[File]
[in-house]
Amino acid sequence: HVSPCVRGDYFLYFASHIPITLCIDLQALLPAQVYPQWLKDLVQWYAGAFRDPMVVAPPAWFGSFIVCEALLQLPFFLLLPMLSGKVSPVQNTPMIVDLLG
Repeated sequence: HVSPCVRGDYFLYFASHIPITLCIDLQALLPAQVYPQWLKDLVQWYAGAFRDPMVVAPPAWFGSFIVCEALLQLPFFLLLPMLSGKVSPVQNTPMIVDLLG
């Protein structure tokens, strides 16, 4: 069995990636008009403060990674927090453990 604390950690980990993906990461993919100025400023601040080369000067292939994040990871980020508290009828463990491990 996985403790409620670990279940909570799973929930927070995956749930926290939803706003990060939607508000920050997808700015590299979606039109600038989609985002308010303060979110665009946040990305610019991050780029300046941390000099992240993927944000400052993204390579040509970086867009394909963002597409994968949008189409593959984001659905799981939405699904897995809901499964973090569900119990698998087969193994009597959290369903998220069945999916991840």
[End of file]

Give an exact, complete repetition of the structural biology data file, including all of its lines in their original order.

[in-house]
Amino acid sequence: HVSPCVRGDYFLYFASHIPITLCIDLQALLPAQVYPQWLKDLVQWYAGAFRDPMVVAPPAWFGSFIVCEALLQLPFFLLLPMLSGKVSPVQNTPMIVDLLG
Repeated sequence: HVSPCVRGDYFLYFASHIPITLCIDLQALLPAQVYPQWLKDLVQWYAGAFRDPMVVAPPAWFGSFIVCEALLQLPFFLLLPMLSGKVSPVQNTPMIVDLLG
């Protein structure tokens, strides 16, 4: 069995990636008009403060990674927090453990 604390950690980990993906990461993919100025400023601040080369000067292939994040990871980020508290009828463990491990 996985403790409620670990279940909570799973929930927070995956749930926290939803706003990060939607508000920050997808700015590299979606039109600038989609985002308010303060979110665009946040990305610019991050780029300046941390000099992240993927944000400052993204390579040509970086867009394909963002597409994968949008189409593959984001659905799981939405699904897995809901499964973090569900119990698998087969193994009597959290369903998220069945999916991840």